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Abstract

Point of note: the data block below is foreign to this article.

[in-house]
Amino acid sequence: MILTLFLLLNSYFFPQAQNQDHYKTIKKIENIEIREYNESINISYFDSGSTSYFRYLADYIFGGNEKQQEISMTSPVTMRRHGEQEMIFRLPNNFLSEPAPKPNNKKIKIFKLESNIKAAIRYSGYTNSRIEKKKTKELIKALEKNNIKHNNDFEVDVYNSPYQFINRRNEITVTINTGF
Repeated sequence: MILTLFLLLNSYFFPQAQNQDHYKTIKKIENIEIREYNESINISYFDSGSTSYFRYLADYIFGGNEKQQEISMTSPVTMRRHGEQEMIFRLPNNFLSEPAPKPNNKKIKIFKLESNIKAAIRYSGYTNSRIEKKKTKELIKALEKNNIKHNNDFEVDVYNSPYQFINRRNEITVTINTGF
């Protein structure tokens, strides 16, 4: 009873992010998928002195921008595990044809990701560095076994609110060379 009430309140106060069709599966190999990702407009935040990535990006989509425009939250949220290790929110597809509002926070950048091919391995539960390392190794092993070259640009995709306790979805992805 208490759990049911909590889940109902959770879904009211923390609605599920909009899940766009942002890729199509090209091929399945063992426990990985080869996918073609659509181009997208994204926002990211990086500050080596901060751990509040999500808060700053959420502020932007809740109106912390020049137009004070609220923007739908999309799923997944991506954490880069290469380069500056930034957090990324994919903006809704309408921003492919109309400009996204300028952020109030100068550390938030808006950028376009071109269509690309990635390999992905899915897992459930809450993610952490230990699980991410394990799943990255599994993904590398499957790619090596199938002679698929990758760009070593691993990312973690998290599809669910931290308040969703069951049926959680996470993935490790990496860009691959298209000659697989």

Bullying is a widely used, familiar term for aggressive behavior traditionally perceived as a customary rite of passage, particularly during a child's early middle school and high school years (Lusk, 2012). The old adage, kids will be kids, is a common misperception based on lack of knowledge about the impact of bullying exhibited by parents, educators, and community members. Bullying in all forms has become a larger issue for law enforcement, educators, and society as a whole. An increasingly growing phenomenon, cyberbullying, has become a new form of this aggressive behavior in society. Bullies have essentially moved beyond the school's hallways, classrooms, and playgrounds and into cyberspace. Cyberbullying is a trend of deviancy in which juveniles use technology, such as cellphones, tablets, computers, and electronic devices as a means to target peers for harassment. It is expected that the incidence of cyberbullying will continue to significantly increase over the next few years, thereby creating a completely unique social problem similar to that of cyberstalking and other crimes of the Internet (Dooley, Pyzalski, & Cross, 2009).

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